SEC

Unfortunately for the brokerage, regulators like the SEC and FINRA keep dredging up the distant past of two years ago, when the firm was perhaps a little more lax vis-à-vis market access. But that’s ancient history, history which, Wedbush would like to add, does not include any losses to anyone at any time, and for which it should really just get a pass. Read more »

  • 15 Aug 2014 at 4:52 PM

Cynk Technology Had An Auditor

Two, actually! And a lawyer. And it wasn’t the only high-flying penny stock said accountants and said attorney have worked for. Go figure. Read more »

We all know that no one listens to what credit ratings agencies say, and that if you were buying up all of that RMBS eight years ago marveling at what a great deal you were getting on triple-A rated stuff, you had it coming. But wouldn’t it be neat if you could put the tiniest bit of stock into a credit rating? Wouldn’t it be great if the folks at Fitch and Moody’s and S&P actually had to do the things they get paid to do?

The SEC thinks so, too. Although, this being Mary Jo White’s SEC, it wouldn’t want to be accused of going too far, or far enough, for that matter. Read more »

  • 11 Aug 2014 at 6:24 PM
  • Banks

Legal Reserve Watch ’14: JPMorgan Chase

Jamie Dimon may have to squirrel away a few extra dollars, as the SEC and OCC team up to see whether JPMC was a little bit too proud of some of its world-class investment funds. Read more »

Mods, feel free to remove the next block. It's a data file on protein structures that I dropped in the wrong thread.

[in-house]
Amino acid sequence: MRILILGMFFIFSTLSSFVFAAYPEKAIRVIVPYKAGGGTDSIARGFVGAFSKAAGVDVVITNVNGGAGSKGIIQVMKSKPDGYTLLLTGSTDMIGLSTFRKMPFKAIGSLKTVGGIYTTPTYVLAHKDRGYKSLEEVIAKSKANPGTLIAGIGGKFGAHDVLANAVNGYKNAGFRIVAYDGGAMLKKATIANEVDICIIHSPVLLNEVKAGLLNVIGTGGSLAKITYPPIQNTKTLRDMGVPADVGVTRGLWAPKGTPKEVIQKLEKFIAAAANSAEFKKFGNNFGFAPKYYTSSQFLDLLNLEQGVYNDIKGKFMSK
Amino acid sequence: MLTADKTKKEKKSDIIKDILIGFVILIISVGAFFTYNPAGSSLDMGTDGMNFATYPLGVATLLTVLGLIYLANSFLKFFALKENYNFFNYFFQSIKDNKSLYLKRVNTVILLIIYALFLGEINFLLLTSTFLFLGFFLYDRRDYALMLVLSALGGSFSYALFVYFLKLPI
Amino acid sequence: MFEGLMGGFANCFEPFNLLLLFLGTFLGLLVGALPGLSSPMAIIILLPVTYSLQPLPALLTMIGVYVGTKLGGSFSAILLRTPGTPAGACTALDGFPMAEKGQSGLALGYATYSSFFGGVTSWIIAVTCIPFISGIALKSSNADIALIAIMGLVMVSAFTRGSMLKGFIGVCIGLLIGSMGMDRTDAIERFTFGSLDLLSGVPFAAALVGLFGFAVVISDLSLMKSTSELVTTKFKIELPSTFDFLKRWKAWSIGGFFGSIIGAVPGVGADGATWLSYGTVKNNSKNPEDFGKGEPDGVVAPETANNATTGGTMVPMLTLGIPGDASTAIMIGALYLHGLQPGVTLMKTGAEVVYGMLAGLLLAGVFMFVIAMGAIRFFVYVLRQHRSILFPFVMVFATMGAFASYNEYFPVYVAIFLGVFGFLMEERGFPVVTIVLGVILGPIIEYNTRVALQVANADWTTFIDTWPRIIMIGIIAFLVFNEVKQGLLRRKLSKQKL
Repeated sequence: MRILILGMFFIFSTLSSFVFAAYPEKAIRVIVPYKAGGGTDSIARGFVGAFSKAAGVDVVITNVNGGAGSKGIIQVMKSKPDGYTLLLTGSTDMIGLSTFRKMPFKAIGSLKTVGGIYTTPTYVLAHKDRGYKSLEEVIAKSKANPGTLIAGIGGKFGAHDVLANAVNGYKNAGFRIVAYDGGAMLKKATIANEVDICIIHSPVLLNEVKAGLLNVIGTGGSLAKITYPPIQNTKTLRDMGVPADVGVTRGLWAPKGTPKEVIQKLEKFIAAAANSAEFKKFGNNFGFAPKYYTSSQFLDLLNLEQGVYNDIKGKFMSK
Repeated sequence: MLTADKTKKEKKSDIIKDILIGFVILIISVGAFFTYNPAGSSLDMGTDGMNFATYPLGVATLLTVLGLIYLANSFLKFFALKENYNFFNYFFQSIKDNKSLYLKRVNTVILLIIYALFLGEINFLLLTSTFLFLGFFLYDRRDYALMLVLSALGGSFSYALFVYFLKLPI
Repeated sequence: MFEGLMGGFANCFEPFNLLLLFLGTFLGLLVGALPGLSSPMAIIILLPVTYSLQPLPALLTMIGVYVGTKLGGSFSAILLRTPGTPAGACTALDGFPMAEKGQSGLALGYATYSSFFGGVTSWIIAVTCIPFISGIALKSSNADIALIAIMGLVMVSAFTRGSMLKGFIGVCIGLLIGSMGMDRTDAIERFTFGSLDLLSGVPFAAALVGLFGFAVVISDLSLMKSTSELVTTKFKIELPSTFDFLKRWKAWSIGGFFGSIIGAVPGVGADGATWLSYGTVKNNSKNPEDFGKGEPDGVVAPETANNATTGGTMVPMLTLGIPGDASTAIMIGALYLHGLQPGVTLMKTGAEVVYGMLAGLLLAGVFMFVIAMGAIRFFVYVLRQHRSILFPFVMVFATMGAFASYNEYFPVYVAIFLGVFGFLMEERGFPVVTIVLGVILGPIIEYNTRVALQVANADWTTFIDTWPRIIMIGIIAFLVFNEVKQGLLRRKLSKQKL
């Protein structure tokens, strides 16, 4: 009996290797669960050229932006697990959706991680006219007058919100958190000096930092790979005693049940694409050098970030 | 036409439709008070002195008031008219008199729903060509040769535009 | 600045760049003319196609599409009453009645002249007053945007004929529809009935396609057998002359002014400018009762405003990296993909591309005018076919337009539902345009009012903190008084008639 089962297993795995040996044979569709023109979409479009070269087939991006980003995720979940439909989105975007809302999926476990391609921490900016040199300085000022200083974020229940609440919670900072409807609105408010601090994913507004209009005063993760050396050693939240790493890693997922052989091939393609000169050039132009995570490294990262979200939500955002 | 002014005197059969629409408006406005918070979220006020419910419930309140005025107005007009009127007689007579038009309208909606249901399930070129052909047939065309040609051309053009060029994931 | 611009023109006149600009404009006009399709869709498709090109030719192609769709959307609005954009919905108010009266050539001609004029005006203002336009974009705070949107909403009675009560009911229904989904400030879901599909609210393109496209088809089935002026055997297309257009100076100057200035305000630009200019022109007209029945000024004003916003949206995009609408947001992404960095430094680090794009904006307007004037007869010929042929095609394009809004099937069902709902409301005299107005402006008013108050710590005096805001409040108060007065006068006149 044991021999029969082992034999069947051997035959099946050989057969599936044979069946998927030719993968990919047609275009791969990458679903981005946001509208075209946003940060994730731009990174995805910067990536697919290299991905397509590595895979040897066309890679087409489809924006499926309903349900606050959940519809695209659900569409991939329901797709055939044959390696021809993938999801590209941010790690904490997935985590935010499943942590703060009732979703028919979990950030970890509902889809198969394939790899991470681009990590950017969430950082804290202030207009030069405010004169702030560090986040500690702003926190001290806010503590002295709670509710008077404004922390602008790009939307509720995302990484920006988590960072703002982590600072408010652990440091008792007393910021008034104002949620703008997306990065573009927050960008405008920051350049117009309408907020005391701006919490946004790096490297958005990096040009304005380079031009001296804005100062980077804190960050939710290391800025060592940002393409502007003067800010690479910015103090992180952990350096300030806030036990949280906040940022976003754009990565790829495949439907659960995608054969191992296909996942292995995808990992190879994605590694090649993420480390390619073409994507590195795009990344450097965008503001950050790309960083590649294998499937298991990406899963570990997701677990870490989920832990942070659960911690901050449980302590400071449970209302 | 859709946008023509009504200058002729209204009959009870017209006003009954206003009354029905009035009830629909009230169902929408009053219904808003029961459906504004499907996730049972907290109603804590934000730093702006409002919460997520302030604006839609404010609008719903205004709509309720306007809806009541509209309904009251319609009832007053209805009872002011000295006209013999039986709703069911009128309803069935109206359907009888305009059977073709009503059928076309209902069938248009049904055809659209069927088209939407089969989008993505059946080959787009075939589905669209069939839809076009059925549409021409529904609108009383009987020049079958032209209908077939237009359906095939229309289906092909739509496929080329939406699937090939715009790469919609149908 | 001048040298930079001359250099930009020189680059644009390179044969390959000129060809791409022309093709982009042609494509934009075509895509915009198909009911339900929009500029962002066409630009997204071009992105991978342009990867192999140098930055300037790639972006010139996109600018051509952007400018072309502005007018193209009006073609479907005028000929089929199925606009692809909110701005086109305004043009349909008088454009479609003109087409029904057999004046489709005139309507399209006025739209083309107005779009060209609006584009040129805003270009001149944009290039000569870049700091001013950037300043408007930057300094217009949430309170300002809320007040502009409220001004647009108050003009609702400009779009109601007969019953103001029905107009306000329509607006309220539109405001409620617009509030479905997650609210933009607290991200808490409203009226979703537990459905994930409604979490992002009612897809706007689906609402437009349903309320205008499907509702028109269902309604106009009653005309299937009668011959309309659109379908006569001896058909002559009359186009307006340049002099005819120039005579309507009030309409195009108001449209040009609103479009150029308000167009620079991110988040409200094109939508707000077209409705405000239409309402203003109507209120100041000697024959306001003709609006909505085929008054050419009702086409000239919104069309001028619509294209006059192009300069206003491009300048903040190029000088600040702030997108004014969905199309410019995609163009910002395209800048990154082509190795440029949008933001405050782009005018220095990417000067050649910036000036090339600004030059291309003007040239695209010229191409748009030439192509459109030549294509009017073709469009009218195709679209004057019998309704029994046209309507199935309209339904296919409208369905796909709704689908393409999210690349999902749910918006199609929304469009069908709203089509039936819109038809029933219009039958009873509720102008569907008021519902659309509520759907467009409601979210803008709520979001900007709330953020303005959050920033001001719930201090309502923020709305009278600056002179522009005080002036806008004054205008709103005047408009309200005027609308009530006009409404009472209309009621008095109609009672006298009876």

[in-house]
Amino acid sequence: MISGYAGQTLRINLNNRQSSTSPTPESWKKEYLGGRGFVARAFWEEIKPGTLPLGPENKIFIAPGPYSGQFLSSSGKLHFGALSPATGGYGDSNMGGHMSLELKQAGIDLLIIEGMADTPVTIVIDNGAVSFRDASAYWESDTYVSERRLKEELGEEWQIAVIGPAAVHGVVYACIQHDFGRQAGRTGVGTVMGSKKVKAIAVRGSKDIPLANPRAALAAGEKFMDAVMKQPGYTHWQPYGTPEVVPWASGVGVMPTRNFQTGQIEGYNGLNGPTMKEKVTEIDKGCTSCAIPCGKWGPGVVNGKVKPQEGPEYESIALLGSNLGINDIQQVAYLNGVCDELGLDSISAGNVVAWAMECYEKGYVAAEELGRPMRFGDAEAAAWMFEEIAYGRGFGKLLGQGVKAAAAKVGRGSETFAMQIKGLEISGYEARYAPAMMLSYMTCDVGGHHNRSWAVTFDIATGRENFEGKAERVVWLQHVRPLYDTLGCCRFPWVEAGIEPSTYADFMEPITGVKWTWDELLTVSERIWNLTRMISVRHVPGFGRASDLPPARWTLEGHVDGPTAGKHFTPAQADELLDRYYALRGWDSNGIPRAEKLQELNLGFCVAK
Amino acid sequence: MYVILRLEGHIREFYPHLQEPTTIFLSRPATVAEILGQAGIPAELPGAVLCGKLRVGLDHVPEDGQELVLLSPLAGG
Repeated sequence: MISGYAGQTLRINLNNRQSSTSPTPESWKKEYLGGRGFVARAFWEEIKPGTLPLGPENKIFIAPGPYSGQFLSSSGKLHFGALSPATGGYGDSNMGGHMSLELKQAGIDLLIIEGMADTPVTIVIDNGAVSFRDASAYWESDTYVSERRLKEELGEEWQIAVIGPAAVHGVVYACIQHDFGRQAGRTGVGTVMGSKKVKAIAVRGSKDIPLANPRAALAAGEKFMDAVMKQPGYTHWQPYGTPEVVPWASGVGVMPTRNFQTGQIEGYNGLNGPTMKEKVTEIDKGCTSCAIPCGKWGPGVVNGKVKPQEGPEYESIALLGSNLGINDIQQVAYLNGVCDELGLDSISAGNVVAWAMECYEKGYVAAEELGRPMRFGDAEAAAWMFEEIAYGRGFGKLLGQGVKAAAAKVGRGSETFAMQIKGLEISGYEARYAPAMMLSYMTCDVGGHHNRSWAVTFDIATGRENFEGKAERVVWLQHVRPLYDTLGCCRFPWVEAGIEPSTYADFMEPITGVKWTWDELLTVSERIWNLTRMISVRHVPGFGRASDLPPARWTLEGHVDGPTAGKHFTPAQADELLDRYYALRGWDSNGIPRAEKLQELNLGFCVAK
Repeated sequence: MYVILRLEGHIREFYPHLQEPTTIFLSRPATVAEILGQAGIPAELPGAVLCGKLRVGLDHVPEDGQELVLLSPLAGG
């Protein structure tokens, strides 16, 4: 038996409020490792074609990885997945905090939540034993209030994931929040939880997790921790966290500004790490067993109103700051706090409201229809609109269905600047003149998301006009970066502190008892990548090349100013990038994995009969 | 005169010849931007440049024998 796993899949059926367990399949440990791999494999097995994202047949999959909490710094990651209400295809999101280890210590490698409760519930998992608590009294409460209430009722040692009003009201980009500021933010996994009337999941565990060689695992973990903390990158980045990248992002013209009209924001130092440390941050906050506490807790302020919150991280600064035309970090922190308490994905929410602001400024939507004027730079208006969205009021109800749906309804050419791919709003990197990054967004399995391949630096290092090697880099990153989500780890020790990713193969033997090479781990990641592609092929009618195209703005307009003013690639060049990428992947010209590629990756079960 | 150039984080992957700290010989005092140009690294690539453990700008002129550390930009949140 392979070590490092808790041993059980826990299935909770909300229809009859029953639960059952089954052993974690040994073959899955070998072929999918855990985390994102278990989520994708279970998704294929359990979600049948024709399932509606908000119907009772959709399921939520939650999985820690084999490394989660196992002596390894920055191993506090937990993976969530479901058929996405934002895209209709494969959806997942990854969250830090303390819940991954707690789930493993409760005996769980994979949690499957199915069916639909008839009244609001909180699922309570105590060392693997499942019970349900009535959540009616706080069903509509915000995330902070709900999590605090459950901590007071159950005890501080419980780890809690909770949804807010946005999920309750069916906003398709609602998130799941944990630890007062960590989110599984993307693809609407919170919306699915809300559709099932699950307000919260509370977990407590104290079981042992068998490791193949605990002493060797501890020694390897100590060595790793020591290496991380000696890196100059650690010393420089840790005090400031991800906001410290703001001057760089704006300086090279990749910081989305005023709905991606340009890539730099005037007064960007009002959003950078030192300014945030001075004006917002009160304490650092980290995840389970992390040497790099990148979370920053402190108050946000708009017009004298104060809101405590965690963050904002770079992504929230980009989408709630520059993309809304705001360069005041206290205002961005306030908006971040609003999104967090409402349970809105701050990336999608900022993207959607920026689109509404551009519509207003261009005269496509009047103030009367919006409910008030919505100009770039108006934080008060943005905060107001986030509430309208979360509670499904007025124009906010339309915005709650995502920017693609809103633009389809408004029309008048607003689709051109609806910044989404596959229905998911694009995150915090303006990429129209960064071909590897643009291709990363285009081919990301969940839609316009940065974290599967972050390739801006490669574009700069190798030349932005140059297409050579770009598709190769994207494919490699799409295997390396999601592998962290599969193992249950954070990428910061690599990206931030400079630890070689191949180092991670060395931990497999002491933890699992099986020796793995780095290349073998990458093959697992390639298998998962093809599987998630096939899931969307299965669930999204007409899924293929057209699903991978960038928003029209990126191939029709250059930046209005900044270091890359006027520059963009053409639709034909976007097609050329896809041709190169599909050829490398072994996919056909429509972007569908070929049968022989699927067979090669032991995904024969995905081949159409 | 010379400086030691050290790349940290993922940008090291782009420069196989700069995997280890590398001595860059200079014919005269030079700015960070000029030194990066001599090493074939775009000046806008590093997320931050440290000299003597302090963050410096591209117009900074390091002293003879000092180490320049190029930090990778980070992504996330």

Last week, Judge Shira Scheindlin made pretty clear that she doesn’t think it is reasonable to ascribe 13 years of stock appreciation to a couple of elderly men’s scheme to hide their trading in said stock, even if they were on the board of said stock’s company and even if a jury found them to be very bad men, indeed. So the SEC went back to the drawing board and is now willing to settle for half of it. No word as to whether it offered a “credible explanation” for the new math. Read more »

FINRA has had an awful lot dumped onto its plate in recent months. Since, as it turns out, its members aren’t the best at reporting little things like criminal convictions, personal bankruptcies, tax liens, etc., to the self-regulator, it’s had to order member firms to do some background checks themselves, rather than just take the word of the new guy who’s joining his 34th brokerage in eight years. Worse still, it’s had to tell those member firms to give it all of the information, which it had promised to go through with a fine toothed-comb and check against court records to minimize the number of paroled felons doling out financial advice under its august banner.

Well, if the highly-compensated folks at FINRA thought they might be able to deal with the ensuing backlog with their old delete-red-flags-from-BrokerCheck strategy, it is sorely mistaken. Read more »

  • 11 Jul 2014 at 4:45 PM

SEC, FINRA Halt CYNK Freefall At 33%

You can’t trade the revenue-less, asset-less, member-less social network for two weeks, because, well, you know. Read more »